I was always sceptical about red meat in the past but I’ve had good results using it too many times in coloured water conditions for it to be coincidence. I use Ringers Red Liquid to dye my cubes and will only dye my hookbait meat and not the cubes used for feeding.
5) Foul-hooking? Hemp is the answer
I’m often asked how to prevent foul-hooking carp when fishing meat close in?
My answer is to use hemp. But, and it’s a big but, it has to be used in the right way. If you feed it little and often along with the meat then there is a danger the carp can get preoccupied on it and you won’t be able to catch them.
It’s much better to use hemp purely as settling bait. So at the start I will pot in two thirds of a large 250ml Drennan pot of just hemp to form a bed. Then if I start to catch a few and then start to suffer from foul hooking, I will simply introduce another big pot of hemp to settle them back down again.
6) Feed heavy close in to get out of jail
Every now and again in a match you need a get- out-of-jail card and, while most people use the margins for this, I prefer to fish short on a top kit straight in front of me. I mix hemp, corn and meat and simply lash it in to create the impression of someone packing up and throwing all their bait in.
I normally kick the swim off with three big handfuls of bait and go straight in over the top because quite often I will get a quick response from a fish within seconds. From that point on I will keep lashing the bait.It’s an approach that doesn’t always work but it has paid off on many occasions for it to be my ‘go to’ line when things aren’t going to plan.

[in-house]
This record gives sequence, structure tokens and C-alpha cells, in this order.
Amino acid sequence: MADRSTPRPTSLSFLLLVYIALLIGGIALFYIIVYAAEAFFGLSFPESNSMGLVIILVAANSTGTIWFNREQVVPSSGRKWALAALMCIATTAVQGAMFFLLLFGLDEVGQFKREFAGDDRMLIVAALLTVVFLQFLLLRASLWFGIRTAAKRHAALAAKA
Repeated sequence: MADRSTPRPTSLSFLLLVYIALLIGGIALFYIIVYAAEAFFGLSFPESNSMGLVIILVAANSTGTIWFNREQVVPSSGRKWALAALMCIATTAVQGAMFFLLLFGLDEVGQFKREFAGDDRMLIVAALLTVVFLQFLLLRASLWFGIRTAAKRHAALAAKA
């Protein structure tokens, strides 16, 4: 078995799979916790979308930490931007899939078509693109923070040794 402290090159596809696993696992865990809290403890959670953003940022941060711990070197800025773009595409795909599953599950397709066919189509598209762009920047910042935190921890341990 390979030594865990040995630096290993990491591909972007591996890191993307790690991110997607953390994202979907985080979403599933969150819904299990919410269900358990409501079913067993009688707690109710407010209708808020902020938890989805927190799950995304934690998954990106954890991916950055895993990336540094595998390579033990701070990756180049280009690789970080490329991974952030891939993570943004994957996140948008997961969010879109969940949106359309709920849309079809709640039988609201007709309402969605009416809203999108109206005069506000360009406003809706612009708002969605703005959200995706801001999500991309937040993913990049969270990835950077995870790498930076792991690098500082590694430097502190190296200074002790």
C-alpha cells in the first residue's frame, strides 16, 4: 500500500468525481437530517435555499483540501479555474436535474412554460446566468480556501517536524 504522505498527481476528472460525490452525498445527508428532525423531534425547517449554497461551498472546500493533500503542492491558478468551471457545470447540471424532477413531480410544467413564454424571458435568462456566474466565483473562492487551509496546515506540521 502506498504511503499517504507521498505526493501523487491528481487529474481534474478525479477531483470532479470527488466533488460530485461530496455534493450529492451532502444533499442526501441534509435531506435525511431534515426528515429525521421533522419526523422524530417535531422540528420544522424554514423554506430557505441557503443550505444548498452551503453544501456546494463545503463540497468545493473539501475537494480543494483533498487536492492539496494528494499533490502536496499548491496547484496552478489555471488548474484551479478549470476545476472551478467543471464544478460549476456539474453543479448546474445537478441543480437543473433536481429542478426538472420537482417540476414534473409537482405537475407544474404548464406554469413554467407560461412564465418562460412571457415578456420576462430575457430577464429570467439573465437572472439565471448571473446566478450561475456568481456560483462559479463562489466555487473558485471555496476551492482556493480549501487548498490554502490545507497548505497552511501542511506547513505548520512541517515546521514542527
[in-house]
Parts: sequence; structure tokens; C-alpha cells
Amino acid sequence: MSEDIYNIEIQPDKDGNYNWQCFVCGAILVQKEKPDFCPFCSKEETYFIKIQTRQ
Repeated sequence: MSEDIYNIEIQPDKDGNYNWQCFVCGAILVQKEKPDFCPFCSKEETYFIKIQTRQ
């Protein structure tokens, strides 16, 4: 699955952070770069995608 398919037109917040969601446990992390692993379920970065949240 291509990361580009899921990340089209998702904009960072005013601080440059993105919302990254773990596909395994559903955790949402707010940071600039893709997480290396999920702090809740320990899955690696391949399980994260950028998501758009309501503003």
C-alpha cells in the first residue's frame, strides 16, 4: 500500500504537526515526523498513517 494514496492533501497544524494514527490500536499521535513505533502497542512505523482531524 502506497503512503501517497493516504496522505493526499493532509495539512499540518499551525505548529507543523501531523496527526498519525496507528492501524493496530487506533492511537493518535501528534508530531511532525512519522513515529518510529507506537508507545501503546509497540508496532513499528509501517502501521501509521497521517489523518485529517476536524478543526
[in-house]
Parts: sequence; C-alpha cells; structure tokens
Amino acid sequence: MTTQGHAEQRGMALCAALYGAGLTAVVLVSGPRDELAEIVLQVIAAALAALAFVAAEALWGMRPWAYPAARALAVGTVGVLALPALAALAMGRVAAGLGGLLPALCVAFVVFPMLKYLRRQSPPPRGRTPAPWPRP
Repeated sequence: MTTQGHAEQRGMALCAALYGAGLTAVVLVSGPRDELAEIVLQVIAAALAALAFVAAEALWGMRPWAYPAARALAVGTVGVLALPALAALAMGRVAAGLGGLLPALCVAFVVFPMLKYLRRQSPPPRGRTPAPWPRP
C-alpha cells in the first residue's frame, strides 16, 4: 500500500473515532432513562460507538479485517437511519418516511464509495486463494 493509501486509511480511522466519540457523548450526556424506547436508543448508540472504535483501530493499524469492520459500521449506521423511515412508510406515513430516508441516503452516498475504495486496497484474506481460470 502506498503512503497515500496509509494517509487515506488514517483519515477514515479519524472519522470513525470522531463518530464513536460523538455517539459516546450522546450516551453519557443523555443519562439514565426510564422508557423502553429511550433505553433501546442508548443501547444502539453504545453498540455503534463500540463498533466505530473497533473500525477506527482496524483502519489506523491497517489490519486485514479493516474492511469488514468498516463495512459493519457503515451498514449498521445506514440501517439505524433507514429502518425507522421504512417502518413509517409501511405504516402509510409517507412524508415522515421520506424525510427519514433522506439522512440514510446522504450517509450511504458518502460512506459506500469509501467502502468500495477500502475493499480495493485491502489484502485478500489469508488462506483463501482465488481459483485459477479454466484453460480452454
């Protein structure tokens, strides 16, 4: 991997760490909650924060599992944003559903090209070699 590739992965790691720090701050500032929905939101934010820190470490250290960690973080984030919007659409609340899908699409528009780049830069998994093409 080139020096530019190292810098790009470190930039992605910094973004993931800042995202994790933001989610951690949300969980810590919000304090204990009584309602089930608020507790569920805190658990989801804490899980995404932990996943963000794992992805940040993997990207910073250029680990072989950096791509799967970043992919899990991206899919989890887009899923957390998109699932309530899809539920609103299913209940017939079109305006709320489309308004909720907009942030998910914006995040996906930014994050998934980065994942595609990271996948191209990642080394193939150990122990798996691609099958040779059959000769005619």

7) Pack in the particles for bream
The secret to building a big weight of bream is particles particles – casters, pellets, worms etc. I pile in the particles in the first hour to put a bed of bait on the bottom. To do thisuse a bigger feeder and cast more often. Then when the bream turn up, perhaps 90 minutes in, I have a lot more bait on the bottom to hold the bream for longer.
8) Corn – two grains are better than one
Sweetcorn is a fantastic bait all year round but it’s particularly effective at this time of year. The interesting part about corn is that when it comes to fishing it on the hook then I always tend to find that two grains are without doubt better than one.
Loads of times I have caught on corn and alternated between single and double on the hook only to find two grains constantly produced quicker bites and bigger fish. There are two possible reasons for this, firstly the bigger bait stands out more over the loose offerings so the carp spot it that bit quicker, or it could be that everyone tends to fish a single grain of corn so two grains gets treated with less suspicion.
9) Stand out or blend in?
When fishing the Method or Hybrid feeder there are loads of different hookbaits you can use but I like to simplify things by dividing them into two camps, blend-in and stand-out. Blend-in baits are those such as hard pellets that match the pellets on the feeder. When the fishing is hard this type of bait takes some beating.